Has it ever occurred to you that the quality of our living is directly proportional to our willingness to be in discomfort? I don’t mean our quality of life, which is all about comfort. I mean the depth and breadth of the act of our living and what kind of discomfort we choose and how we embrace it.
There seems to be a strategic difference between people who choose the discomfort of being an entrepreneur versus those that choose the discomfort of working in jobs that are just jobs.
I know a few people who love the work they do, are well compensated, and have not had to take very big risk for their comfort. These few folks may have a modicum of control over their work life, hours, exertion, and location. But they are FEW.
Most people I know have had to make a Hobson’s Choice between the amount of risk they take and the security they have. Low risk, high security. High risk, low security. We all know that equation, right?
But there are a few other variables that have come up for me as factors in deciding to be and to remain an entrepreneur. In these lie a ton of discomfort. As I write this, I’m doing the math for myself all over again, a process I go through every few months or so.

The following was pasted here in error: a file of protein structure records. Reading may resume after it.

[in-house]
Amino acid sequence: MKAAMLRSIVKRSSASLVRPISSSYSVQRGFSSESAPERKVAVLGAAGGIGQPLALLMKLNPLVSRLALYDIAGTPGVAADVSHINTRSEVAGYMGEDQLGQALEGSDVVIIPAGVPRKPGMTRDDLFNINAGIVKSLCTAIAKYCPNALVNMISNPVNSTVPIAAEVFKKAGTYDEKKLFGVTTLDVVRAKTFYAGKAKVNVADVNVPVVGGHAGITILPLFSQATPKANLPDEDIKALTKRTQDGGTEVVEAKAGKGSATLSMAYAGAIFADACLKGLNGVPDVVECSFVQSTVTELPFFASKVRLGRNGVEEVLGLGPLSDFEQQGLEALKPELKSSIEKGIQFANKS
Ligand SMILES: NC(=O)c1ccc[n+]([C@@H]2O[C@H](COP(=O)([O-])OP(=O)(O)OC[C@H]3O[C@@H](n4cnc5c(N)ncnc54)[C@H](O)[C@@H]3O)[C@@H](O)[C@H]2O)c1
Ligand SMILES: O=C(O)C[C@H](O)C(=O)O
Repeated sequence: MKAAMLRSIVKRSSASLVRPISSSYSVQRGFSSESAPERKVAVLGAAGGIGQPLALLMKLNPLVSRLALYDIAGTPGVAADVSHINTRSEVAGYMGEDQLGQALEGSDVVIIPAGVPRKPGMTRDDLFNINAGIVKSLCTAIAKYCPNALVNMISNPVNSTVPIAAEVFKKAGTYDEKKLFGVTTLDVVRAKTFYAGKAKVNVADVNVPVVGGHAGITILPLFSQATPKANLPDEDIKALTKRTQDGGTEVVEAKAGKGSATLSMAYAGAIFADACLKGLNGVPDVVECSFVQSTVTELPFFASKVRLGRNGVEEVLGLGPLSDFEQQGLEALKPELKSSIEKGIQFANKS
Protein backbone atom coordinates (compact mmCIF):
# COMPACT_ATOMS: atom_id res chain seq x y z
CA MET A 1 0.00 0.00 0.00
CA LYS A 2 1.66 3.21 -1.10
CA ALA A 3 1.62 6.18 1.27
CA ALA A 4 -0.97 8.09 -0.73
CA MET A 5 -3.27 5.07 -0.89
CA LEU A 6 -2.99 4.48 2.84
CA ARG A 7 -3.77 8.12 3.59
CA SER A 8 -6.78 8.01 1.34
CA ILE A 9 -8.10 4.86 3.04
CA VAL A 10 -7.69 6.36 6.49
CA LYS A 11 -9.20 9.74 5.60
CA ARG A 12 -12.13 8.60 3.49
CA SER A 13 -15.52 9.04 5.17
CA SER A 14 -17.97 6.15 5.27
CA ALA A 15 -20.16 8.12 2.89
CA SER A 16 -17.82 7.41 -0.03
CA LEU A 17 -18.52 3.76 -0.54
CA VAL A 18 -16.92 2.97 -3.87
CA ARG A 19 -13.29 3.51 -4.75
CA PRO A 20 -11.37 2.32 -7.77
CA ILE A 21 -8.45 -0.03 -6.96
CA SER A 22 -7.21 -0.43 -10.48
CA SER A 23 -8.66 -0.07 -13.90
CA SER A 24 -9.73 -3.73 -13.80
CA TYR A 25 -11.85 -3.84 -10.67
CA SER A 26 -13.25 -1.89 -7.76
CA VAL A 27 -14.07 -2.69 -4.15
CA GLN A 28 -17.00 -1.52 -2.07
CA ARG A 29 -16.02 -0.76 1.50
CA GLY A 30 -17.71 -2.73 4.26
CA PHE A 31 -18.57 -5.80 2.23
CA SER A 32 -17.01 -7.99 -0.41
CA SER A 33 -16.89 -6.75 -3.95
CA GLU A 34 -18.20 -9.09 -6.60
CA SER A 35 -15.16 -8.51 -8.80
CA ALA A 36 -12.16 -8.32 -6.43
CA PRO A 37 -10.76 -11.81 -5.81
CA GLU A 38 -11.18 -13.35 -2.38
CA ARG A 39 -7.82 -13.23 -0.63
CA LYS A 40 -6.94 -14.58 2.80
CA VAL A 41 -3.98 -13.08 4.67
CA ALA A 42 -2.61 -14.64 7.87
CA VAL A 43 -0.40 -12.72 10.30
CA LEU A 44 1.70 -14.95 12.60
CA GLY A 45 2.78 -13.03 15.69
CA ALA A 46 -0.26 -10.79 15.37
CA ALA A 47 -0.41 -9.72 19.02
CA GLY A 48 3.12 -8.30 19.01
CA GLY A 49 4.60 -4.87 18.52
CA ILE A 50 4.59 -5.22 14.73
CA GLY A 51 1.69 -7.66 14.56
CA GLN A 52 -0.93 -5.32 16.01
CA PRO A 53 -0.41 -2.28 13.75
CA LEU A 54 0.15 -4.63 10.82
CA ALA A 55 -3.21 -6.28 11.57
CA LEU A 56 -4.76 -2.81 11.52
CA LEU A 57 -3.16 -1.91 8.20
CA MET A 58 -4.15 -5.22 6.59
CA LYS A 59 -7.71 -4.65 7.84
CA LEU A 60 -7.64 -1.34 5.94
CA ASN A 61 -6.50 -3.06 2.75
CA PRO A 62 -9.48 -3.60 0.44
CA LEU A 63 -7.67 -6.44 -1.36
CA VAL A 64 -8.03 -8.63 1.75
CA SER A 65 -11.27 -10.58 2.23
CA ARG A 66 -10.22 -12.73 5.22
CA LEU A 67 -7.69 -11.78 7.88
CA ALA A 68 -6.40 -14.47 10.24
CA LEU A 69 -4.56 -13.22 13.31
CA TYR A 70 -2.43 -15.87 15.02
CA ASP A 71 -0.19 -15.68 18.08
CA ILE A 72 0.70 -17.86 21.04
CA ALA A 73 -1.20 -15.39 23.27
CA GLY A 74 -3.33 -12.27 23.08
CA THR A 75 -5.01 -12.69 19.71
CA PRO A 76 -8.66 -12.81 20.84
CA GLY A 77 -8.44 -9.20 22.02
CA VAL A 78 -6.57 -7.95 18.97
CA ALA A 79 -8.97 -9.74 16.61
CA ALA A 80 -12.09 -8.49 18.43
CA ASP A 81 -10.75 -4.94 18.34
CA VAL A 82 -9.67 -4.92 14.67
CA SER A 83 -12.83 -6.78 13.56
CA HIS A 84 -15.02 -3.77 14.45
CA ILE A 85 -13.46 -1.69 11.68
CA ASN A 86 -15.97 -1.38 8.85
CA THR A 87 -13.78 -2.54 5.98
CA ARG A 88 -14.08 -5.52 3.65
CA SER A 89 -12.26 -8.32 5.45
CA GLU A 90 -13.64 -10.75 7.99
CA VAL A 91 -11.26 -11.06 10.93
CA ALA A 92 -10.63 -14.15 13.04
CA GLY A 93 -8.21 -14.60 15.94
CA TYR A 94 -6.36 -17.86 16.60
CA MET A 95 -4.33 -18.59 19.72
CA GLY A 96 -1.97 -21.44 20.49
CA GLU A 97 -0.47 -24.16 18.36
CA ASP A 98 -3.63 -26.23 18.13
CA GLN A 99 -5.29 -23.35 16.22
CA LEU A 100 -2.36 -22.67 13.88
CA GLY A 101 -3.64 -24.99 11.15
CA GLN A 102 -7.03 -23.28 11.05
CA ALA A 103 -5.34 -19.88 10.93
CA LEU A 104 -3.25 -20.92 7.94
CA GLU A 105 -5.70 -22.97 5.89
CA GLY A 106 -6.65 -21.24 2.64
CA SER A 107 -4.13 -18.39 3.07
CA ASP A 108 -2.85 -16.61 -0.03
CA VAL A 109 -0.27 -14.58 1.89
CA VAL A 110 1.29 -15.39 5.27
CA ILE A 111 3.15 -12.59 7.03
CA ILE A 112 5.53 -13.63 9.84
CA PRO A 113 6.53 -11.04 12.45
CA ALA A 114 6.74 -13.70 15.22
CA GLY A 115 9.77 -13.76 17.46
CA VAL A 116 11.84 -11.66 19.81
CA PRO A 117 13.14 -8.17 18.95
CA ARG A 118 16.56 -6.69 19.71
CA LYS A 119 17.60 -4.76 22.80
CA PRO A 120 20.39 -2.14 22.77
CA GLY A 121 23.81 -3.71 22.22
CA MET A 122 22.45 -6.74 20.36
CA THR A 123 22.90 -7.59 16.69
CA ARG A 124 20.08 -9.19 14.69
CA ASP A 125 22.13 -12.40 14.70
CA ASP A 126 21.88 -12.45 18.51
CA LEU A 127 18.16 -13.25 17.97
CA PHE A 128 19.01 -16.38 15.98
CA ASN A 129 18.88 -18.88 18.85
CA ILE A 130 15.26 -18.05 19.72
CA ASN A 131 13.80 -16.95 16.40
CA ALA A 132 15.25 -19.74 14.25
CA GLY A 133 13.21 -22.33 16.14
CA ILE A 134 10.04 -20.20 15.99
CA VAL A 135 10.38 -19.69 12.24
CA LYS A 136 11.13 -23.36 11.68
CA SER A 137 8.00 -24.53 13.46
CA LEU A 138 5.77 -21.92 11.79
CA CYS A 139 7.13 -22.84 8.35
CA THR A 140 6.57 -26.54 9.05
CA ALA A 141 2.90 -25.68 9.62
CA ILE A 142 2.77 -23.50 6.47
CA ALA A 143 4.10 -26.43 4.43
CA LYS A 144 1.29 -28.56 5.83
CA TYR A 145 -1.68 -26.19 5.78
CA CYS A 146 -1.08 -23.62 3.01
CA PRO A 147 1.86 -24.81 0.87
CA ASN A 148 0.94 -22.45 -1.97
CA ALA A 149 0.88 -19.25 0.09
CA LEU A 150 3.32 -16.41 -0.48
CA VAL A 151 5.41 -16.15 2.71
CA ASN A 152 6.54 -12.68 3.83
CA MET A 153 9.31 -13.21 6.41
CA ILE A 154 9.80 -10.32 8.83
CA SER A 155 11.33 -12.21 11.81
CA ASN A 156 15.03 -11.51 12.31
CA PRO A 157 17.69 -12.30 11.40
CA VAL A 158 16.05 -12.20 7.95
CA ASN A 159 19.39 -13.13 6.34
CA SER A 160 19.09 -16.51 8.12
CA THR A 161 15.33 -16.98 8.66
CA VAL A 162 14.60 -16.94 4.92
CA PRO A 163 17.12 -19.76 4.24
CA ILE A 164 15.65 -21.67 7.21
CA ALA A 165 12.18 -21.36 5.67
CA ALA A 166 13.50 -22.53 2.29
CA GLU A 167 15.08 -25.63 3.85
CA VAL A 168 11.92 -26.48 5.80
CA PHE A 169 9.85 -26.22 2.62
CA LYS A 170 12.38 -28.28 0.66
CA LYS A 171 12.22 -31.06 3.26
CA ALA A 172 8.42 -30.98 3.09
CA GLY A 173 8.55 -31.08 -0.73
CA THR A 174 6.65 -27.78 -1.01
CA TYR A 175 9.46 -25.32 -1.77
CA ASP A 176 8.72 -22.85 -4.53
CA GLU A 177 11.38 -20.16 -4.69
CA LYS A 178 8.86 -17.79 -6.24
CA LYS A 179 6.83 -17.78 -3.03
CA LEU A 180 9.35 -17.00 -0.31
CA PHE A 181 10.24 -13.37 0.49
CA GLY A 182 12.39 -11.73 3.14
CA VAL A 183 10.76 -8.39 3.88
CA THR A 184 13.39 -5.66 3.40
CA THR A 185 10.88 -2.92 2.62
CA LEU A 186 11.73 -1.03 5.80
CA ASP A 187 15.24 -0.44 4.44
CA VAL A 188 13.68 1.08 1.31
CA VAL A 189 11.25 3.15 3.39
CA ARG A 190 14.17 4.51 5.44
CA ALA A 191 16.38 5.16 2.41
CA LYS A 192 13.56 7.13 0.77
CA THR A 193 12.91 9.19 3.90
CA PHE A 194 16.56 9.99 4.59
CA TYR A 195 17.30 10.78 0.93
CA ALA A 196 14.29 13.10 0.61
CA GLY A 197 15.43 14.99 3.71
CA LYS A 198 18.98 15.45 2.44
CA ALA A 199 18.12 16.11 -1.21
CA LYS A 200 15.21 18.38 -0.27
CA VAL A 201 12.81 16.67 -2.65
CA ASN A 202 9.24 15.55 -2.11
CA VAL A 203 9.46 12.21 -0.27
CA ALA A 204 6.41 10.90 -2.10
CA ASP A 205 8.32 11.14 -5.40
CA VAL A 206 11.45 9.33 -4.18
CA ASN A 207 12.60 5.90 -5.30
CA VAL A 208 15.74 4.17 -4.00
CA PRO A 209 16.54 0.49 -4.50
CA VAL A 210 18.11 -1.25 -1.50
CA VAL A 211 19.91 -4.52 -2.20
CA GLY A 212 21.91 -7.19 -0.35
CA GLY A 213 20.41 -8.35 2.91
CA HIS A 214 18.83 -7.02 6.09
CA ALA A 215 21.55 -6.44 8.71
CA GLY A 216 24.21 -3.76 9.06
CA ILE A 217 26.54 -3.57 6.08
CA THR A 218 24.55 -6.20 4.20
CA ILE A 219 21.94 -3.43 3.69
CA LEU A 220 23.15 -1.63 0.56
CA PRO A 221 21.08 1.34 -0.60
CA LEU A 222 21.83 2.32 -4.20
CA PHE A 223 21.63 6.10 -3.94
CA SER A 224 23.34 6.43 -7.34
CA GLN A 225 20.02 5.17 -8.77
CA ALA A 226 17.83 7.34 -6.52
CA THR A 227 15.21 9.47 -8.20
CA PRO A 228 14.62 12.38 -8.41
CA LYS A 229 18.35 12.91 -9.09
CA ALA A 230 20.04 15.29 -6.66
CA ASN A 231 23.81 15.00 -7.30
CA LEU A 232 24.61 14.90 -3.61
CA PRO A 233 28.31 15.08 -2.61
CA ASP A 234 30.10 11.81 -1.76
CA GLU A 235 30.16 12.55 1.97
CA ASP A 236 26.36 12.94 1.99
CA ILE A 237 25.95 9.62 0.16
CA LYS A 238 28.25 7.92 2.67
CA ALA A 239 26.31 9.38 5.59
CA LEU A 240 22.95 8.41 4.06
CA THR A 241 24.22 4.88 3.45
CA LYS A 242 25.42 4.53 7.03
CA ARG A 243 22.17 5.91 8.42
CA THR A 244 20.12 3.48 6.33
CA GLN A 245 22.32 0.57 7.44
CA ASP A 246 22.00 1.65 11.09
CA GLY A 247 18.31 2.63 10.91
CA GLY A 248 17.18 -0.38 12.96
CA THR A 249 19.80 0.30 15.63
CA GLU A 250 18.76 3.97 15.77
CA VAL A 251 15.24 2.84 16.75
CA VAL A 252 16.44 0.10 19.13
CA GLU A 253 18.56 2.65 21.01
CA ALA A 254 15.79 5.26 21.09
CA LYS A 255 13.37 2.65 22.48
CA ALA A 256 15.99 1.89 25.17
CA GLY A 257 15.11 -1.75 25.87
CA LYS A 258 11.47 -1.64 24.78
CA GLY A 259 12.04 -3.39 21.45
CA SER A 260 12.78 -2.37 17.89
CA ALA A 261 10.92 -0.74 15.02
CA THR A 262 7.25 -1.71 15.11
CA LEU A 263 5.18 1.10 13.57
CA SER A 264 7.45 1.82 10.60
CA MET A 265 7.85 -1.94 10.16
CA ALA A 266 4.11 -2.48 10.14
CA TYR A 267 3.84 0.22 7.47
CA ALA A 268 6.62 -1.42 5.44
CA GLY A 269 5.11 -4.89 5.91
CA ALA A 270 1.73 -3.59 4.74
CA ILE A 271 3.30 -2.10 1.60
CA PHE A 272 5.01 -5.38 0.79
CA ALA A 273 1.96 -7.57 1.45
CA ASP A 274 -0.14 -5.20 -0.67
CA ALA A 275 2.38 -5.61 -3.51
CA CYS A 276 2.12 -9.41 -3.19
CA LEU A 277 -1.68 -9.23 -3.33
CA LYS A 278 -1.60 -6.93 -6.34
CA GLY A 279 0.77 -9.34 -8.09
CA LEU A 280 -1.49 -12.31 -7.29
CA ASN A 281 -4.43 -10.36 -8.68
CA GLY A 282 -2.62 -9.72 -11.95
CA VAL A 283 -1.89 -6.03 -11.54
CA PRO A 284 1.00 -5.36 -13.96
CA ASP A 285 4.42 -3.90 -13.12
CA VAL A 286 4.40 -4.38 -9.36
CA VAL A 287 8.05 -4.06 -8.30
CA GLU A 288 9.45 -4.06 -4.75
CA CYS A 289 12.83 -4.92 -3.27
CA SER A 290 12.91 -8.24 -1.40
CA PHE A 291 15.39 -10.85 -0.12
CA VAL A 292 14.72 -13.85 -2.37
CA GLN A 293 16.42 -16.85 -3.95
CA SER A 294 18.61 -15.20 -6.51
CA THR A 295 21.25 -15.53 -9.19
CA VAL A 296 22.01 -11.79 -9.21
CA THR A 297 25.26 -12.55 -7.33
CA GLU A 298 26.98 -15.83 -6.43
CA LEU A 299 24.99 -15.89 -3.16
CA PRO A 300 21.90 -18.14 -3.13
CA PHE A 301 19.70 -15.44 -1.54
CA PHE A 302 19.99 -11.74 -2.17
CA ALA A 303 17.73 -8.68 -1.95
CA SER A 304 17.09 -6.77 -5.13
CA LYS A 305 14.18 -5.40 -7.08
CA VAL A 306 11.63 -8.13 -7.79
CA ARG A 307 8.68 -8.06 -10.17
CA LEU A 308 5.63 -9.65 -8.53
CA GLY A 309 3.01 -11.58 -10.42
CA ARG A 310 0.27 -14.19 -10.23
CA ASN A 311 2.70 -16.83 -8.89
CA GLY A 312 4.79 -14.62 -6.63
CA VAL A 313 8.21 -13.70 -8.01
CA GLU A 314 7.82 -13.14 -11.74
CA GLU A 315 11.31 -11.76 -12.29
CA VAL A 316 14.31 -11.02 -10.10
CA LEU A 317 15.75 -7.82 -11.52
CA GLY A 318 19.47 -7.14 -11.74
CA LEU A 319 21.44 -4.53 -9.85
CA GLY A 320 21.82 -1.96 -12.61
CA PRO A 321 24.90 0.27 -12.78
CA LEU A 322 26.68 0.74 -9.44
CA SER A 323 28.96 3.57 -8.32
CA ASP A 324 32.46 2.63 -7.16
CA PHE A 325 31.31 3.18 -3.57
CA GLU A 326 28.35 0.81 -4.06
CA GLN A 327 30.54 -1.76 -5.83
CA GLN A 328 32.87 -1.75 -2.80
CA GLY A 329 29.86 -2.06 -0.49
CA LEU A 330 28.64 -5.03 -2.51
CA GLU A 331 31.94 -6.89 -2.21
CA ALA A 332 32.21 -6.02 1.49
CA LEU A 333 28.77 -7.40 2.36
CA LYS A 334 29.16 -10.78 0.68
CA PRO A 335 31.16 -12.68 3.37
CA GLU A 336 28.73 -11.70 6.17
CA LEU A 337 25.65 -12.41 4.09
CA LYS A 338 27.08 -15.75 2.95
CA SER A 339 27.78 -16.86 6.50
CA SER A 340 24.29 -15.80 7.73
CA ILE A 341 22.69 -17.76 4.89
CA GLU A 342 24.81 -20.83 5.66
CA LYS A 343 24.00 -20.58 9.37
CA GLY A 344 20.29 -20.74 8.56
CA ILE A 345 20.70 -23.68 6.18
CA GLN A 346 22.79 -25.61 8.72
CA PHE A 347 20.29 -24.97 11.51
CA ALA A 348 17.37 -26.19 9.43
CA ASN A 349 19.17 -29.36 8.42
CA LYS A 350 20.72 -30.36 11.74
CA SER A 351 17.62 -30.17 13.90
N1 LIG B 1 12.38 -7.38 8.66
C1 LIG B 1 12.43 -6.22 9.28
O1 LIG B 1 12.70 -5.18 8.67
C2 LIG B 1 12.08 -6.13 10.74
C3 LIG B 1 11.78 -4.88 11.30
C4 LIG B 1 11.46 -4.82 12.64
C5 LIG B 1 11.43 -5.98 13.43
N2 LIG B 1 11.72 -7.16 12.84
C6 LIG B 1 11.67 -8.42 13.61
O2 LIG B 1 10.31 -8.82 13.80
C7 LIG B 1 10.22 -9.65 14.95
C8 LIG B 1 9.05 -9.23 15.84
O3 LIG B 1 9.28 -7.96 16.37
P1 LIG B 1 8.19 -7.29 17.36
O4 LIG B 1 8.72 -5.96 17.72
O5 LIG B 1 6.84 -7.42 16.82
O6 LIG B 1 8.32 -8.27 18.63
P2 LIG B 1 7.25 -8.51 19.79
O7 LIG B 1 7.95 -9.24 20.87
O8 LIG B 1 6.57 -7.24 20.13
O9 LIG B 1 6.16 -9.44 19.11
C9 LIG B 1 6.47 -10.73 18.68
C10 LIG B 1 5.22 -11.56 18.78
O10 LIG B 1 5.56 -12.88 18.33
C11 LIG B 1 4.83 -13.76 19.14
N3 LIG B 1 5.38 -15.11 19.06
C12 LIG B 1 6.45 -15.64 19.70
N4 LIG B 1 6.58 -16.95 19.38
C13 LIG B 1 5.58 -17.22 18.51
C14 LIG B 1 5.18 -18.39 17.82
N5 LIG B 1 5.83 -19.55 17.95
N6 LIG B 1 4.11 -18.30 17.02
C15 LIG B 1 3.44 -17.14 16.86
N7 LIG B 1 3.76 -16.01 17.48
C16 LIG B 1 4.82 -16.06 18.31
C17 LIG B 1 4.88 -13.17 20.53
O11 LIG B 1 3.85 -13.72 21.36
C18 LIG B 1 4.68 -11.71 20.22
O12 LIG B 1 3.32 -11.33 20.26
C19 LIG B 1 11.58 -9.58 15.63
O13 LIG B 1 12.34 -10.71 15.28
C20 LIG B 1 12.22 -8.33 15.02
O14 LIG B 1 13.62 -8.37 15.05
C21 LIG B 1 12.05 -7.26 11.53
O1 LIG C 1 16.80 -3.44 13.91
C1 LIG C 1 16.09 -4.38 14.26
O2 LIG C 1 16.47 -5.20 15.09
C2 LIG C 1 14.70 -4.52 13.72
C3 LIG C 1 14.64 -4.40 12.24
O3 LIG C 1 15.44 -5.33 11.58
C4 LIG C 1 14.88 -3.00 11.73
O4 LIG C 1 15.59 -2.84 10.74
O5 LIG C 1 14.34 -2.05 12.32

The question is: Is it worth the discomfort I am in for the potential future reward and the freedom I enjoy in this moment?
In each of these factors, let’s talk about what is super-dee-duper uncomfortable, and what the freedom is in the discomfort for myself, personally.
For each one, ask where you can see yourself and what resonates for your own circumstances:
My time is my own. I have freedom to schedule my appointments, my efforts, my life according to my own unique biology. The discomfort comes in knowing that sometimes, I have to self-motivate to achieve certain goals that I create for myself and that I have to hold myself accountable for the time I spend on getting to that goal. There is no outside force, no deadline, no boss to tell me what and when to do something. I am the one who creates the opportunity and the one who reaps the reward.